Deuteronomy 12:32

Hebrew Bible

30 After they have been destroyed from your presence, be careful not to be ensnared like they are; do not inquire* of their gods and say, “How do these nations serve their gods? I will do the same.” 31 You must not worship the Lord your God the way they do! For everything that is abhorrent to him, everything he hates, they have done when worshiping their gods. They even burn up their sons and daughters before their gods! 32 (13:1) You must be careful to do everything I am commanding you. Do not add to it or subtract from it!

Proverbs 30:6

Hebrew Bible

4 Who has ascended into heaven, and then descended? Who has gathered up the winds in his fists? Who has bound up the waters in his cloak? Who has established all the ends of the earth? What is his name, and what is his son’s name? Surely you can know! 5 Every word of God is purified; he is like a shield for those who take refuge in him. 6 Do not add to his words, lest he reprove you and prove you to be a liar. 7 Two things I have asked from you; do not refuse me before I die: 8 Remove falsehood and lies far from me; do not give me poverty or riches; feed me with my allotted portion of bread,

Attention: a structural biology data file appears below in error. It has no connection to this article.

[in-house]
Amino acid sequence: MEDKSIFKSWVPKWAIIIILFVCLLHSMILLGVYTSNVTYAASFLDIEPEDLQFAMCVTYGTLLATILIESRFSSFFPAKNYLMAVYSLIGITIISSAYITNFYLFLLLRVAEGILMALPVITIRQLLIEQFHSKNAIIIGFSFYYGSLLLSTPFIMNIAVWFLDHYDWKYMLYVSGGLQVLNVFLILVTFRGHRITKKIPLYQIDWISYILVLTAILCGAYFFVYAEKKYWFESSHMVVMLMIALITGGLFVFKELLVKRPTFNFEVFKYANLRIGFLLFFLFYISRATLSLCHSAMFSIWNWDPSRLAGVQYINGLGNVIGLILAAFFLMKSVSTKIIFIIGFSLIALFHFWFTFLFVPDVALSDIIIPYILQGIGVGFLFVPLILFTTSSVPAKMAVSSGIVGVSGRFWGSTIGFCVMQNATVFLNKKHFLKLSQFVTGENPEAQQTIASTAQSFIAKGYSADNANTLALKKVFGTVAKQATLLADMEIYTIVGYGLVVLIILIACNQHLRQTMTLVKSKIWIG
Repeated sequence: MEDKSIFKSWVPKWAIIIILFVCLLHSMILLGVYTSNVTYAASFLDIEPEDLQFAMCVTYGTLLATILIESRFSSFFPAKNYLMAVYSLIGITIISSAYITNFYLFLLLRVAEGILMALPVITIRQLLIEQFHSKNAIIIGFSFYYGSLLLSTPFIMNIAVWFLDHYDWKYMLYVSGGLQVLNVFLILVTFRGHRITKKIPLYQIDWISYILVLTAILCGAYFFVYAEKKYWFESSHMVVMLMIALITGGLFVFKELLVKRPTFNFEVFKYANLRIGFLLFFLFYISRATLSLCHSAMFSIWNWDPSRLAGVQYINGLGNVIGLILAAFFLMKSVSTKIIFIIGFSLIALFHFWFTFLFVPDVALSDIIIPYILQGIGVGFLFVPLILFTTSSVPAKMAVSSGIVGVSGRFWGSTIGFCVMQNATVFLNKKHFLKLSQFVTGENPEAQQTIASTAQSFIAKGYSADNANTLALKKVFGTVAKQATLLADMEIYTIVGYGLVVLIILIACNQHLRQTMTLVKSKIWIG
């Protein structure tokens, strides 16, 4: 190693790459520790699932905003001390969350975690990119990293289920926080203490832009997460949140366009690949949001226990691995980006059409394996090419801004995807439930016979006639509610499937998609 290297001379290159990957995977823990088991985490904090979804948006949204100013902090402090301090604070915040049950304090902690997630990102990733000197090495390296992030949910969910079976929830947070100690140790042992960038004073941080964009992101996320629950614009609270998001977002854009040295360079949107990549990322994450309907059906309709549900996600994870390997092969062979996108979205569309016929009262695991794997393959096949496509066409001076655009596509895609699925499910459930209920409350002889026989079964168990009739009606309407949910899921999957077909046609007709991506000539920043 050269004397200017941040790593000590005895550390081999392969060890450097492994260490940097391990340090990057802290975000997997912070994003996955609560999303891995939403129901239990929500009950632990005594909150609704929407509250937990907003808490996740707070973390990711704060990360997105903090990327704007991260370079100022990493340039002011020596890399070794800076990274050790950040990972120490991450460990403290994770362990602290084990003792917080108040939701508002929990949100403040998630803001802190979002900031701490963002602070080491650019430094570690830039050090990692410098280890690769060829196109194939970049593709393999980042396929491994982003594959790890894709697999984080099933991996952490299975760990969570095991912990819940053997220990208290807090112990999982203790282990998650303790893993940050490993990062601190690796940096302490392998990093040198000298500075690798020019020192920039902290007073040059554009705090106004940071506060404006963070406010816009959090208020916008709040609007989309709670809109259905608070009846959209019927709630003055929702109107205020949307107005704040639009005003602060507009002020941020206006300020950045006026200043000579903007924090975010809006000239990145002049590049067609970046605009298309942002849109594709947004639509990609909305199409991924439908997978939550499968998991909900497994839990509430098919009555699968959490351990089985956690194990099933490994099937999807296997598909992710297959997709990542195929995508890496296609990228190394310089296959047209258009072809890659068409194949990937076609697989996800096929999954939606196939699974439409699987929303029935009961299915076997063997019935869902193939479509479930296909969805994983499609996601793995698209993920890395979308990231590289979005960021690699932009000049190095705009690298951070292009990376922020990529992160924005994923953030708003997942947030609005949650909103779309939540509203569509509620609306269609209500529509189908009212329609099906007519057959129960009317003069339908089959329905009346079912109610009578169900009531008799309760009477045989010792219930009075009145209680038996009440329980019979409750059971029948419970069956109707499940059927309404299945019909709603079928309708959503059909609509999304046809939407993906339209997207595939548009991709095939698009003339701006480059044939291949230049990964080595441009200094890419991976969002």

Notes and References

"... the Bible’s own descriptions of text production feature a world where texts are generally written down from dictation for subsequent recitation and reference. (Fishbane notes possible echoes in Deuteronomy 4:2 and 13:1 (also compare Proverbs 30:6), of a Mesopotamian formula regarding exact copying—“not adding to or subtracting”—that is found in the Erra epic, a tradition that itself appears to have been transmitted through visual copying. Such claims of and exhortations to exact transmission, however, also have parallels in oral tradition) Oral vocalization aided the internalization of such texts by a literate elite, and this elite then could perform such texts (possibly still using a written copy) for a broader, illiterate populace. Thus, long-duration Israelite texts, like their counterparts in Mesopotamia, Egypt, and Greece, were transmitted dually—in written media and in the minds and hearts of those who had ingested them ..."

Carr, David McLain Writing on the Tablet of the Heart: Origins of Scripture and Literature (p. 160) Oxford University Press, 2005

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